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I'm looking for the German-language equivalent of the Petit Larousse Illustré, and, embarrassingly enough, I can't figure out what keywords to search for it with. Or rather, everything I've tried—illustriertes/bebildertes Wörterbuch/Lexikon, etc—has failed miserably.

(Of course, my failure with this search may stem from the fact that such dictionaries are simply not as common in German as they are in other languages, but I find this impossible to believe.)

BTW, an "illustrated dictionary" (like the Petit Larousse) is an entirely different type of dictionary from a Bildwörterbuch ("picture dictionary")! I have no problem at all finding the latter. In fact, "Bildwörterbücher" is basically all my searches turn up!

Also, from what I've seen, pretty much every German dictionary aimed at school-age children could be described as "illustrated", even though they are never listed as such. The Petit Larousse, however, is not a work designed specifically for children (although I'm sure that children from age, say, 9 or 10 onwards, would have little trouble using it).

EDIT: It seems that, as difficult as it may be to believe, this sort of dictionary is just not produced in the German language anymore, with the possible exception of the Wahrig that splattne mentioned in his answer. (I write "possible exception" because I have not confirmed yet that is indeed still in print). I don't know what to make of this phenomenon.

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See also german.stackexchange.com/questions/5950/… - There are also links to -Bildwörterbücher_ in my answer –  knut Feb 24 '13 at 21:16
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@knut: Thanks, but, as I emphasized in my question, I am not looking for Bildwörterbücher. –  kjo Feb 24 '13 at 22:15
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Try bebilde**r**t, maybe it will give you more hits. Bebildet is not a German word. –  Eugene Seidel Feb 25 '13 at 0:30
    
@EugeneSeidel: thanks for the correction. Unfortunately, it made no difference. (Since my command of German is tenuous, I rarely use "double quotes" when I search for German words, to avail myself of the search engine's inexact matching capability. Therefore it's perhaps not surprising that fixing my error did not produce more hits.) –  kjo Feb 25 '13 at 2:47
    
Also please note that the term "Wörterbuch" nowadays is a bit more associated with lists of translations. You have "Wortschatz" for something like a thesaurus. –  stacky-bit Feb 25 '13 at 15:40
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4 Answers

up vote 2 down vote accepted

One of the terms you can search for is

Illustriertes Wörterbuch

or

Wörterbuch mit Illustrationen

Example:

Wörterbuch

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Thanks for the pointer. This is the only example I know of so far of the kind of dictionary I'm looking for. I'm amazed that Amazon.de does not sell it. Maybe it's out-of-print, or there's just no market for it. –  kjo Feb 25 '13 at 2:54
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In Austria 'Bilderlexikon' is very common, see ecx.images-amazon.com/images/I/… –  Samuel Herzog Feb 25 '13 at 17:18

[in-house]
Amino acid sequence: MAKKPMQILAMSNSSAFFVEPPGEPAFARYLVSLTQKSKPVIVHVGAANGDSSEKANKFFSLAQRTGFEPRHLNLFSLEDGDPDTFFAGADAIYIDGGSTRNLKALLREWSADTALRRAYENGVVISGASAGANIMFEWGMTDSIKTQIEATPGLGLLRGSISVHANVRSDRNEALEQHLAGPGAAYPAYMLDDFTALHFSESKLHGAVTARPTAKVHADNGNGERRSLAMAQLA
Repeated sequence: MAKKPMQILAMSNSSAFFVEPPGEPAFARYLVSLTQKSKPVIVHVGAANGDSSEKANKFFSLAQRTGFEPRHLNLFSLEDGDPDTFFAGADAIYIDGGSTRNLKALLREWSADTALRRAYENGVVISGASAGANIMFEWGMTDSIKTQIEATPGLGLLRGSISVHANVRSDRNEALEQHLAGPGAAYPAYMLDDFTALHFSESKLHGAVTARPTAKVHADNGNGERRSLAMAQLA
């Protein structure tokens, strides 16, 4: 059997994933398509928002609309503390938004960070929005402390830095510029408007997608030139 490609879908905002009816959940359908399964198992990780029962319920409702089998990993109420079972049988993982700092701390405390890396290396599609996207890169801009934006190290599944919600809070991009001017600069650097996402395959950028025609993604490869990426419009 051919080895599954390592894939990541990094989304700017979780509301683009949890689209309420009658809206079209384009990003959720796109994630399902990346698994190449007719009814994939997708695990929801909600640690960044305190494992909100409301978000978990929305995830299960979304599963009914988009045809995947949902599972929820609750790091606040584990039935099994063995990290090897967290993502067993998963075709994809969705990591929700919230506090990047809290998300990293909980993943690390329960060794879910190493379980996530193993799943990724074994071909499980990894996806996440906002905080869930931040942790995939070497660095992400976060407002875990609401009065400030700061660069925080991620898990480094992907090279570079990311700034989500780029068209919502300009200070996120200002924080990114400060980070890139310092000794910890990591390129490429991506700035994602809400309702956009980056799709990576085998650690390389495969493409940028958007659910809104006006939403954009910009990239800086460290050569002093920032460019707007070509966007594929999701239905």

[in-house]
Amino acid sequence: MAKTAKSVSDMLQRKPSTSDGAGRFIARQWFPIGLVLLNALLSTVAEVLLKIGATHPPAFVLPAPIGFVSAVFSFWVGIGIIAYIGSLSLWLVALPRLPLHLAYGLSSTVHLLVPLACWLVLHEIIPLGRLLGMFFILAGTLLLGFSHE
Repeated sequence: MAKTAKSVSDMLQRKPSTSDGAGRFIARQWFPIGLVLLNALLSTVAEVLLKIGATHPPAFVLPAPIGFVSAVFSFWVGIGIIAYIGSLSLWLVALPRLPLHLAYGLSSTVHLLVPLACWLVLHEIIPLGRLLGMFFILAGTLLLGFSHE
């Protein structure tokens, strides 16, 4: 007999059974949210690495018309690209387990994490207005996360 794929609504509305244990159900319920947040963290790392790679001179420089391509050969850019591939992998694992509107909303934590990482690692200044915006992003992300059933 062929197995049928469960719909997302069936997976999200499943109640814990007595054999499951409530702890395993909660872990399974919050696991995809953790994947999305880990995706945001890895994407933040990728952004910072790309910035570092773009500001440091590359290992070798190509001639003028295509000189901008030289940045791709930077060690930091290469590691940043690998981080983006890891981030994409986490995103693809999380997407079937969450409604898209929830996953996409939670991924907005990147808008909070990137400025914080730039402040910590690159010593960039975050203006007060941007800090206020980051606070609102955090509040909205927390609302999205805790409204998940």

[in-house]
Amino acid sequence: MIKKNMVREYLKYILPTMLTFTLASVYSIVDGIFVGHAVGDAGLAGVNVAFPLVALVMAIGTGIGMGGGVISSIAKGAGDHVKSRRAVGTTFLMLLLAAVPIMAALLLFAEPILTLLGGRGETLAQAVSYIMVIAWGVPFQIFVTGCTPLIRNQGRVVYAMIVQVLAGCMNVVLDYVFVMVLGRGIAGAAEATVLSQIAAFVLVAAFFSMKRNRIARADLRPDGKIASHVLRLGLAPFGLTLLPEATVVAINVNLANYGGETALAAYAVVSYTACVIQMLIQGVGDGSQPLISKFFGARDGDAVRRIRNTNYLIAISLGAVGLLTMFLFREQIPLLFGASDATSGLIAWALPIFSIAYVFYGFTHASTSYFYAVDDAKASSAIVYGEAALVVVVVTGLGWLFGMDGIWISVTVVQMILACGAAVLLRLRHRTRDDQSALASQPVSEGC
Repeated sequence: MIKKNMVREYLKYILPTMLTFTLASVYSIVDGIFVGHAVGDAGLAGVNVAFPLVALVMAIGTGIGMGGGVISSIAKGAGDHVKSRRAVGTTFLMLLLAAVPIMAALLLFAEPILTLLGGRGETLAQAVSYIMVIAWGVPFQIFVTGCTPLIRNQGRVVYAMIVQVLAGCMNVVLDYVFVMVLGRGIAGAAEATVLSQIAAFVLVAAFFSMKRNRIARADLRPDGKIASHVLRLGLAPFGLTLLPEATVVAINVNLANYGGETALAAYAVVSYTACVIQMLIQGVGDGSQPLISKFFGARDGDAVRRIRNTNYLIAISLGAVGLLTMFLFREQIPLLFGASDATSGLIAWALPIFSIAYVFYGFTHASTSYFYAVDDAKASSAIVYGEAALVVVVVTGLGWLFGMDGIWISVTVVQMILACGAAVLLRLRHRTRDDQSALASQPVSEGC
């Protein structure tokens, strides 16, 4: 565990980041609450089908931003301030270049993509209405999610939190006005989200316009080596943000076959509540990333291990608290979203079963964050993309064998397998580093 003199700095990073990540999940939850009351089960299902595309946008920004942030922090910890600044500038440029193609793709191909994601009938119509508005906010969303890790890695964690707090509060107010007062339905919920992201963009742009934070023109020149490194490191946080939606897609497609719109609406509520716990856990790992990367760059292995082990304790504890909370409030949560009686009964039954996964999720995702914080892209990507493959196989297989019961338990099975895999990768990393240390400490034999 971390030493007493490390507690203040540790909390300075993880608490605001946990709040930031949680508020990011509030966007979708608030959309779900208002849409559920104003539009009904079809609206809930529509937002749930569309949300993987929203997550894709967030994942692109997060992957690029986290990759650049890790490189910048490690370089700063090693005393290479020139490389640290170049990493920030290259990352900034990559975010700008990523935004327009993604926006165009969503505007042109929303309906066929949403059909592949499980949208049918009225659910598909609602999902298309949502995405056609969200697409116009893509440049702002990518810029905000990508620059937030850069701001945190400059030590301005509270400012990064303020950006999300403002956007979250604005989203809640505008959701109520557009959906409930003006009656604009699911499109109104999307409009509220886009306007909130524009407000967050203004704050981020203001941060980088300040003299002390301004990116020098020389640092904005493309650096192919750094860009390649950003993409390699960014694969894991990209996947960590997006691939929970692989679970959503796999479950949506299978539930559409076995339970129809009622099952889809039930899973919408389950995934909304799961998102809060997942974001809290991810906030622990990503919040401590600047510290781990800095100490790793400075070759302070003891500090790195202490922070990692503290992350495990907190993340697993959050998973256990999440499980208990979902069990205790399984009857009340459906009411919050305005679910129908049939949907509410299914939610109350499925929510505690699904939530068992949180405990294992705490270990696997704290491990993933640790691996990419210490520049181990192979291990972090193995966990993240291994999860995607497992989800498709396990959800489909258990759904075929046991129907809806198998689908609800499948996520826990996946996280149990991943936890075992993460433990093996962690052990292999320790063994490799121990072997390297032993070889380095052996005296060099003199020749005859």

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Starting from a mere 20 euros, you can buy used the 24-volume dtv encyclopedia (2006 edition). 150,000 entries (headwords), 10,000 illustrations, photos, tables, charts, tables... Some of the customer reviews claim that the (older) 20-volume dtv encyclopedia was better; this, too, is available used on amazon and probably from other vendors, too. Also check out the "Customers who viewed this article also viewed these other articles" section.

As dtv note on their website, the market for general reference works (encyclopedias but also dictionaries) has dried up in the Internet era and they are now publishing only narrow-interest publications (acupuncture, art, etc.)

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There used to be these multi-volume general encyclopaedias such as 'Meyers Taschenlexikon' and the 'Brockhaus Taschenlexikon' and smaller general editions of these.

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There are probably none of these Books for the German language (except the out of print Wahrig). If you can't get one, you might find wikipedia useful. It's partially illustrated and can be used as a unilingual or multilingual dictionary via the language links.

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-1 answer to the quesiton is simply not true, the rest is your personal oppinion/behaviour and ain't backed by any investigation either. –  Samuel Herzog Feb 25 '13 at 17:19
    
The question to the answer is just a guess, but it's also declared as such. The rest is partly personal oppinion, but also partly a workaround for the problem posed. The original poster kept unclear, whether his aim was simply to "own" such an illustrated dictionary, or whether he needs to use such. If he wants to use such but can't get one in book form, using wikipedia is a good workaround as it shares man aspects of illustrated dictionaries. –  Toscho Feb 27 '13 at 17:36
    
the translation-tag and "how does one say illustraded dictionary in german" clearly signal what he's looking for, and as you see from other answers there is a translation for "illustrated dictionary" –  Samuel Herzog Feb 27 '13 at 21:09
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Ok, now I understand, what you mean. My answer is misleading in the sense, that "none of these" may refer to translation. Intentionally, I referred not to translation but to the books in themselves. The only candidate "wahrig" is seemingly out of print. –  Toscho Mar 2 '13 at 8:10
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